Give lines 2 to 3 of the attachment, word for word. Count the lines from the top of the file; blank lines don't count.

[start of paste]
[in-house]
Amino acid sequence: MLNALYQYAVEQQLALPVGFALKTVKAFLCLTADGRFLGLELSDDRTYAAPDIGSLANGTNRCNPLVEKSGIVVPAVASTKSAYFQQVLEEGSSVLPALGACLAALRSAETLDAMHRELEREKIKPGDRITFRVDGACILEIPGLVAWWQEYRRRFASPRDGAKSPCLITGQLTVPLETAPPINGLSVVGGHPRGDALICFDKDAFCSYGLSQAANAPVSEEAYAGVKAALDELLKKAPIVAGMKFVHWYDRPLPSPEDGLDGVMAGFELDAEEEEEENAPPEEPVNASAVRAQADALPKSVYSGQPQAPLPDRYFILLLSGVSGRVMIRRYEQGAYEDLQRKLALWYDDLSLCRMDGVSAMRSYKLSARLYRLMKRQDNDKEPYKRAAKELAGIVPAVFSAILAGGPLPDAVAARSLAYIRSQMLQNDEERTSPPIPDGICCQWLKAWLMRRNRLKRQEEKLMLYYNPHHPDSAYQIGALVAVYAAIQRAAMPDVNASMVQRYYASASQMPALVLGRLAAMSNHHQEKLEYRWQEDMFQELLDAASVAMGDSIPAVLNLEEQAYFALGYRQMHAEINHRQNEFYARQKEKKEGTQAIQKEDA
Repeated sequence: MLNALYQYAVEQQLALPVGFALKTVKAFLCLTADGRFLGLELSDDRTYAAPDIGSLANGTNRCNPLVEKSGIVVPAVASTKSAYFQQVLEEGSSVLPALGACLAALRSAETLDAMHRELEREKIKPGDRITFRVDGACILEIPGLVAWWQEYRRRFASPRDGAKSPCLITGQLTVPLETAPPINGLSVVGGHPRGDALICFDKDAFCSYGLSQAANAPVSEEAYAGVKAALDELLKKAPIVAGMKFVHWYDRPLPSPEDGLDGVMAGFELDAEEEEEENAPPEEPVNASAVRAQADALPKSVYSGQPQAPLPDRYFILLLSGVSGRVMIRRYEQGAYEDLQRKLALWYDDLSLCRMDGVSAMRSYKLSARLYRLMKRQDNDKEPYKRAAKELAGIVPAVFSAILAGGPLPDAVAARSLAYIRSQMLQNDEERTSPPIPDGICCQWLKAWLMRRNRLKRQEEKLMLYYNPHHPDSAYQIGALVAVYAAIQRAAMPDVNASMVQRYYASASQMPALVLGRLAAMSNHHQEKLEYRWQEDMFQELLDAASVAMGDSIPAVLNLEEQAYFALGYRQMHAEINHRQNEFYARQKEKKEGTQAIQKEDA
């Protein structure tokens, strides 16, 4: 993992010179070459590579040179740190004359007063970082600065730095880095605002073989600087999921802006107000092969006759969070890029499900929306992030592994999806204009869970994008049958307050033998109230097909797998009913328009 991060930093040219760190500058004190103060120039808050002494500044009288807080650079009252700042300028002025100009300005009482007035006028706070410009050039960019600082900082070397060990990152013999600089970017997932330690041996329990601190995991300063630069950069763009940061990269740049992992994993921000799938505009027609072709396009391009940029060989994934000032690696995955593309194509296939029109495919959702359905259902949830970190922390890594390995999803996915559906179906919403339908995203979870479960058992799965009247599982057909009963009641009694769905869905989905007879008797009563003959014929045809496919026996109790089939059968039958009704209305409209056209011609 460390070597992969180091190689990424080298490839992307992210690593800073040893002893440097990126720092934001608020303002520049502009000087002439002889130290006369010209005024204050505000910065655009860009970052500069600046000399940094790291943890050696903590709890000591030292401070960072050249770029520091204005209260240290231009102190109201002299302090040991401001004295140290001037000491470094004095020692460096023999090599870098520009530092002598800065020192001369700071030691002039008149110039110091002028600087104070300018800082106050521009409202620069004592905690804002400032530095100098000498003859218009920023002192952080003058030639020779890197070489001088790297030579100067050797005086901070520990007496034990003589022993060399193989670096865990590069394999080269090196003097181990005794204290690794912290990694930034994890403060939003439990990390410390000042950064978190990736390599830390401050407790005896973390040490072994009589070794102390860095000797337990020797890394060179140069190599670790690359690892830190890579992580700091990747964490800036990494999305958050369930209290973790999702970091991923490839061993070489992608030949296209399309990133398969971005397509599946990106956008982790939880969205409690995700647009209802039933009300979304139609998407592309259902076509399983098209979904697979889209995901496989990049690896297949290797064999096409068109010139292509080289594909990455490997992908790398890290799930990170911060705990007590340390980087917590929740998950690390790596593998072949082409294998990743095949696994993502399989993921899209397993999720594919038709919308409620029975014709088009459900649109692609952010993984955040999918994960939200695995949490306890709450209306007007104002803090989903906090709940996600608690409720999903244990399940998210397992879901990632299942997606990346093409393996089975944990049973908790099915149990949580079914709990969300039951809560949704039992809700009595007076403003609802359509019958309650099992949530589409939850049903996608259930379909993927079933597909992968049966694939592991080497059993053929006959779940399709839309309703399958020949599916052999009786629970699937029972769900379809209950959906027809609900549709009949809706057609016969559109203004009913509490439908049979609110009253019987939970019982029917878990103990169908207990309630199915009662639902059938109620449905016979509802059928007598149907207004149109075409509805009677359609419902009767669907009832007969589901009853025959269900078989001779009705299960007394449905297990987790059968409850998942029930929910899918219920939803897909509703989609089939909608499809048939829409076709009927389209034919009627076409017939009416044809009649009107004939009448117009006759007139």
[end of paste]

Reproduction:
Amino acid sequence: MLNALYQYAVEQQLALPVGFALKTVKAFLCLTADGRFLGLELSDDRTYAAPDIGSLANGTNRCNPLVEKSGIVVPAVASTKSAYFQQVLEEGSSVLPALGACLAALRSAETLDAMHRELEREKIKPGDRITFRVDGACILEIPGLVAWWQEYRRRFASPRDGAKSPCLITGQLTVPLETAPPINGLSVVGGHPRGDALICFDKDAFCSYGLSQAANAPVSEEAYAGVKAALDELLKKAPIVAGMKFVHWYDRPLPSPEDGLDGVMAGFELDAEEEEEENAPPEEPVNASAVRAQADALPKSVYSGQPQAPLPDRYFILLLSGVSGRVMIRRYEQGAYEDLQRKLALWYDDLSLCRMDGVSAMRSYKLSARLYRLMKRQDNDKEPYKRAAKELAGIVPAVFSAILAGGPLPDAVAARSLAYIRSQMLQNDEERTSPPIPDGICCQWLKAWLMRRNRLKRQEEKLMLYYNPHHPDSAYQIGALVAVYAAIQRAAMPDVNASMVQRYYASASQMPALVLGRLAAMSNHHQEKLEYRWQEDMFQELLDAASVAMGDSIPAVLNLEEQAYFALGYRQMHAEINHRQNEFYARQKEKKEGTQAIQKEDA
Repeated sequence: MLNALYQYAVEQQLALPVGFALKTVKAFLCLTADGRFLGLELSDDRTYAAPDIGSLANGTNRCNPLVEKSGIVVPAVASTKSAYFQQVLEEGSSVLPALGACLAALRSAETLDAMHRELEREKIKPGDRITFRVDGACILEIPGLVAWWQEYRRRFASPRDGAKSPCLITGQLTVPLETAPPINGLSVVGGHPRGDALICFDKDAFCSYGLSQAANAPVSEEAYAGVKAALDELLKKAPIVAGMKFVHWYDRPLPSPEDGLDGVMAGFELDAEEEEEENAPPEEPVNASAVRAQADALPKSVYSGQPQAPLPDRYFILLLSGVSGRVMIRRYEQGAYEDLQRKLALWYDDLSLCRMDGVSAMRSYKLSARLYRLMKRQDNDKEPYKRAAKELAGIVPAVFSAILAGGPLPDAVAARSLAYIRSQMLQNDEERTSPPIPDGICCQWLKAWLMRRNRLKRQEEKLMLYYNPHHPDSAYQIGALVAVYAAIQRAAMPDVNASMVQRYYASASQMPALVLGRLAAMSNHHQEKLEYRWQEDMFQELLDAASVAMGDSIPAVLNLEEQAYFALGYRQMHAEINHRQNEFYARQKEKKEGTQAIQKEDA